We found Toba Inlet to be some of the most beautiful areas in Desolation Sound. When we were there the water was that greenish color, almost like we’d see in the Bahamas. It seemed to have phosphorescent glow about it.
As we approached Toba Wildernest Resort, we enjoyed a parade of boats passing us as they left the marina.
Lots of boats coming and going from Toba Wildernest.
As we slowly approached the marina dock I radioed Kyle, who gave me instructions to dock on the inside of the T dock closest to shore. My immediate concern was if there would be enough water being that close to shore. With Kyle still on the radio, I asked him if there was enough depth for our two-foot draft. His comment was that there was more than enough. Once tied up I noticed the distance beneath our boat was whopping 40 feet.
I missed it the first few times, maybe you didn’t, the name is Toba WilderNEST Resort. The owners, Kyle and Andrea, have made a “nest” out of this beautiful piece of “wilderness,” off Toba Inlet. They raise their family and run a business in this remote wilderness. They live there year round and enjoy a lifestyle not many of us would entertain, not long term anyways. Their location is very remote, not a neighbor for miles. The only way to get to this marina is by boat.
“Some might say there’s not much do to at this marina/resort and to that I’d quickly say that although that statement may be true – that is what is so very special about Toba Wildernest Resort.”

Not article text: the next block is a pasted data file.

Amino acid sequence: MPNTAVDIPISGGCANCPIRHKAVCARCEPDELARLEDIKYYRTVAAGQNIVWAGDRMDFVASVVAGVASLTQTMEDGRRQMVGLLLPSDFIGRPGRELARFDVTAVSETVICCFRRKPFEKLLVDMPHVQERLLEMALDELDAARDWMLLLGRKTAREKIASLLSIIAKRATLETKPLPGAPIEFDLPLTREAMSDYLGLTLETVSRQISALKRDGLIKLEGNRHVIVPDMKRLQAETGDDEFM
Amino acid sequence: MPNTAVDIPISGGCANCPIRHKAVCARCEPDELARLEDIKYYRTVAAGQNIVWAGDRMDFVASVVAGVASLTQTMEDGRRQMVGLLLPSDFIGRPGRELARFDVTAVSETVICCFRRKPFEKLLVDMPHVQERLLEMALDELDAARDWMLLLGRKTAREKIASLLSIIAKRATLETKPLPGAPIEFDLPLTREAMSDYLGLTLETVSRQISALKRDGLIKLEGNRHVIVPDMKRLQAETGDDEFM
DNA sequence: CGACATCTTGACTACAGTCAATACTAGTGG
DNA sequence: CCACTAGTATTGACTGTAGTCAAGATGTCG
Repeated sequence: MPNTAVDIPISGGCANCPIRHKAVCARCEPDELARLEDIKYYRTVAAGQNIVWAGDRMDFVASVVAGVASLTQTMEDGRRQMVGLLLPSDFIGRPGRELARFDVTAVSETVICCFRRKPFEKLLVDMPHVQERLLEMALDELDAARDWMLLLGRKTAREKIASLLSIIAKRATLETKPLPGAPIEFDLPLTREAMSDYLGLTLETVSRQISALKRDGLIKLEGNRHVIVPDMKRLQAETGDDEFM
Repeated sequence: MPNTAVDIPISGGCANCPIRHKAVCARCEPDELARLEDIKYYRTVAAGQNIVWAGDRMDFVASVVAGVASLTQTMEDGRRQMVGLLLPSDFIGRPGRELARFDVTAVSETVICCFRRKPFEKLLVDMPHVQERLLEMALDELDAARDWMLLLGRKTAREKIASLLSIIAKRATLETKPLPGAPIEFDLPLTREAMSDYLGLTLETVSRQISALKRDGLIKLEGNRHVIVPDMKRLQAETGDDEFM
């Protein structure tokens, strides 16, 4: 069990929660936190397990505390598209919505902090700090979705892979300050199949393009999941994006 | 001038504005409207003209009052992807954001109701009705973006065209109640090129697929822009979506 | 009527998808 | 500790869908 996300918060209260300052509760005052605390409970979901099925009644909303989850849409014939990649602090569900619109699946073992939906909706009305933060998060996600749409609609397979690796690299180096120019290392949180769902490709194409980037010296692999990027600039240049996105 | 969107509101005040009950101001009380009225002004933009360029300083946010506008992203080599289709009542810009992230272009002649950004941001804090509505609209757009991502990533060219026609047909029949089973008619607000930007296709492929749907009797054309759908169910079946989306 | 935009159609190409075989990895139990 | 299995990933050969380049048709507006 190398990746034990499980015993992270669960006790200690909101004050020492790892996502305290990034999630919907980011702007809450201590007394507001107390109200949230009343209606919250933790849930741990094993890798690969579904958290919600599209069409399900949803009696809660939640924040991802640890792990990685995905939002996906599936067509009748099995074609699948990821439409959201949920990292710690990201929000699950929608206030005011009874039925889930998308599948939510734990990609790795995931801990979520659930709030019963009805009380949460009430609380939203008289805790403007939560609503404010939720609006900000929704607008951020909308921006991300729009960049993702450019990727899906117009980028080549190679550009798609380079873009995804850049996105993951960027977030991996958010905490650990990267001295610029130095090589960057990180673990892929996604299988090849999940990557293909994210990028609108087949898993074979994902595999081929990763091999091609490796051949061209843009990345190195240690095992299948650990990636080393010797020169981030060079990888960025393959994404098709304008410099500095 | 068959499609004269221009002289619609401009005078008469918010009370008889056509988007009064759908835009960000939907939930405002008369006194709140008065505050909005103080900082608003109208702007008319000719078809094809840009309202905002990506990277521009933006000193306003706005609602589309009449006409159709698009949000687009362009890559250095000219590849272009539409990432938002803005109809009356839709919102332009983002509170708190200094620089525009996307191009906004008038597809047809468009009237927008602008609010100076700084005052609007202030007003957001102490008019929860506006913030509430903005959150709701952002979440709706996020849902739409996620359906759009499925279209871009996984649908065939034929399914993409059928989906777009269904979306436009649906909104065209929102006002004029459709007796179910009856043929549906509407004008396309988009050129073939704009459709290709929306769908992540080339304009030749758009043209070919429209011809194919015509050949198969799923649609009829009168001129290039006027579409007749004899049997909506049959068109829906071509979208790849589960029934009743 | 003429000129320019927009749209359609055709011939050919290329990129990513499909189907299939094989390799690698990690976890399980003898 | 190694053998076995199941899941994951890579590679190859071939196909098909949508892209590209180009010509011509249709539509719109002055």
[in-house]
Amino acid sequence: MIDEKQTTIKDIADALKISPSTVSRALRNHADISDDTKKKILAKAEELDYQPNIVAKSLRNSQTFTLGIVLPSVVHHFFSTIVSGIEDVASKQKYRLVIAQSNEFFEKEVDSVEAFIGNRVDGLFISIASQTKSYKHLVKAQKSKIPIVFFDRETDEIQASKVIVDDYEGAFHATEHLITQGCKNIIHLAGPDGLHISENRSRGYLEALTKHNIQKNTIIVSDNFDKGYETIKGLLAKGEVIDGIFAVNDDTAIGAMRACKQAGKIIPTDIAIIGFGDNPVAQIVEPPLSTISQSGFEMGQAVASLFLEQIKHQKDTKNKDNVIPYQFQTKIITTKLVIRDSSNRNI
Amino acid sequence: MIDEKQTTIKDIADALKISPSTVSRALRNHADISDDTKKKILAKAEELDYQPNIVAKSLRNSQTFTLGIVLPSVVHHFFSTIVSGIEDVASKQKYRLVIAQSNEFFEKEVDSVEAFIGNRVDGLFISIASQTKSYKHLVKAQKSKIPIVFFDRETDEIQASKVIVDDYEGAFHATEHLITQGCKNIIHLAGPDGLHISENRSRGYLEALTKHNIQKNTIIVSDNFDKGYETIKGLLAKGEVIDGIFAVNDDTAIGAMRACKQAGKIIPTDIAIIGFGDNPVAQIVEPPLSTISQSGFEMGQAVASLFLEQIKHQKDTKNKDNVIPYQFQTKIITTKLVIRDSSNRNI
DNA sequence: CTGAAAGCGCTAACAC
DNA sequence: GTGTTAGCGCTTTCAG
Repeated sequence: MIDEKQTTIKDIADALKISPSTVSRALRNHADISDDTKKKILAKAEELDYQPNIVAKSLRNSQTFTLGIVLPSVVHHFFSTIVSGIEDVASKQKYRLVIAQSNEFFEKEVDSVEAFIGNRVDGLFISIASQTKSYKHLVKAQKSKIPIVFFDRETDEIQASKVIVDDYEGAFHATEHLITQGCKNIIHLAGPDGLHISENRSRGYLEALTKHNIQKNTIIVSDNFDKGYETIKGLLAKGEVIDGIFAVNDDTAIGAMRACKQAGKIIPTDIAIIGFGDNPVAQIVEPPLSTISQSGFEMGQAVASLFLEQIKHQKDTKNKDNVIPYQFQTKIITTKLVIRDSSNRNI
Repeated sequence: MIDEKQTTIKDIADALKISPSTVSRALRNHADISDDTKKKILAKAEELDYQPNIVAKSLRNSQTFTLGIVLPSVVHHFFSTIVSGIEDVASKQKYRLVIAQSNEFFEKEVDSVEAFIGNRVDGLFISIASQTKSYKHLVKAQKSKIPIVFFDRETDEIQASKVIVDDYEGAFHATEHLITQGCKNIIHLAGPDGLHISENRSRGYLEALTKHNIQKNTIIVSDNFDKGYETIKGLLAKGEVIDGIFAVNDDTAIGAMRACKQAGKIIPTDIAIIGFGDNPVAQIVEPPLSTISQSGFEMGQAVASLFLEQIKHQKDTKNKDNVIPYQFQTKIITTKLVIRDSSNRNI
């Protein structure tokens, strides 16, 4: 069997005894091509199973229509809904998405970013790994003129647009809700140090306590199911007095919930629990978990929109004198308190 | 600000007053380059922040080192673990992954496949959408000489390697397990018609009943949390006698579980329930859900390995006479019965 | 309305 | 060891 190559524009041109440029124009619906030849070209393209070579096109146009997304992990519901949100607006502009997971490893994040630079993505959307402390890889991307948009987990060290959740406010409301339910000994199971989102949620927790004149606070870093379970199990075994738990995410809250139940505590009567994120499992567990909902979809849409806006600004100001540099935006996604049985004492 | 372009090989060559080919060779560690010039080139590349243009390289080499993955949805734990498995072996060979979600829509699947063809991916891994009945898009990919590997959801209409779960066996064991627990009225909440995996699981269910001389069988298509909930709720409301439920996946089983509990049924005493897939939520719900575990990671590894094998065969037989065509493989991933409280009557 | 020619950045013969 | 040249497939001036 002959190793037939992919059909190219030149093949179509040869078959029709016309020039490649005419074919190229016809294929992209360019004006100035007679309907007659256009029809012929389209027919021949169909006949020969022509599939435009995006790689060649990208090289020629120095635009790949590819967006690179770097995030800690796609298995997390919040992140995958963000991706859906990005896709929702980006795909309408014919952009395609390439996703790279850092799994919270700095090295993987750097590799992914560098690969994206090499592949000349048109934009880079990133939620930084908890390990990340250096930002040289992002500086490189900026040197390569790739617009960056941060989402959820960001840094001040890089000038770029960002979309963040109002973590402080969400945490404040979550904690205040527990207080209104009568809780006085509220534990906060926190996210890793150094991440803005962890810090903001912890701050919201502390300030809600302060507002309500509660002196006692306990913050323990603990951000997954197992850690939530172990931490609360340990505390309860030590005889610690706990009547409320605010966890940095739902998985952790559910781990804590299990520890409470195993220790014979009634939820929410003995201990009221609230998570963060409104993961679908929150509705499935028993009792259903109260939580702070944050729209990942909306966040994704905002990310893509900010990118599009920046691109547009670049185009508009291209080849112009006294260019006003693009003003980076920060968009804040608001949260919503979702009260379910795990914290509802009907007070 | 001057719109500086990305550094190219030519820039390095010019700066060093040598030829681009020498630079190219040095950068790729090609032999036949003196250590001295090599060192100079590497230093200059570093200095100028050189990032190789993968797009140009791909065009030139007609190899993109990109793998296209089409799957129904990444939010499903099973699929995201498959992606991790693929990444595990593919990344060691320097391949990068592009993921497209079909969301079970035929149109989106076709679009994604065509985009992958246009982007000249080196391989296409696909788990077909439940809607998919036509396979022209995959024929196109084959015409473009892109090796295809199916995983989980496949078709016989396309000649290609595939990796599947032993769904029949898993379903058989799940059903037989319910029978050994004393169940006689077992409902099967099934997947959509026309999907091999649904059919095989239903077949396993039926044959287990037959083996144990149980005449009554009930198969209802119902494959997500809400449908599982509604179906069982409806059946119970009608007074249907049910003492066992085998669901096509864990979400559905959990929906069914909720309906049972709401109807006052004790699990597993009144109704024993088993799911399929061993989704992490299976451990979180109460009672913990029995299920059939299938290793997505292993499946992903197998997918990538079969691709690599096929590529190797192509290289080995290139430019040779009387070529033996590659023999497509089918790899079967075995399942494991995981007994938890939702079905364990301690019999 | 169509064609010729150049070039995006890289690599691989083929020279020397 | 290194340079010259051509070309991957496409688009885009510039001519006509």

Situated off Pryce Channel, to the North of the Redonda Islands and at the gateway to Toba Inlet, Toba Wildernest gave us a chance to experience a very rustic and remote dockage situation. It also gave us an opportunity to get off of our boat, stretch our legs, fill up our water tanks, take hot showers and socialize with other backcountry seekers. But, more importantly, it allowed us to get up close and personal with a stark, peaceful, uncultivated wilderness setting.
Lisa and I had read there was a trail, starting not far from the resort, following a riverbed up the mountain, so soon after we were settled in at the dock, we headed to the trailhead just past the marina building to take in the “Wildernest” falls. We followed the homemade signs up the steep incline, using tree roots as steps in some areas. We made it, not to the very top of the mountain, but high enough to get some good exercise on the steep, rooty trail. We can’t imagine what the run off from that waterfall would be like in the springtime as there has not been much rain in this area lately and the riverbed is all but dried up.
Interesting enough the resort’s, (consisting of marina, family home and rental cabins), entire electrical source is generated by Kyle and Andrea’s home-built hydroelectric plant and they use water from the falls for their water supply for the whole resort (above and below).
Cocktail hour was held on the dock of Toba Wildernest that night. I enjoyed swapping stories with C-Dory owner and a few other guys on the dock while Lisa was preparing dinner.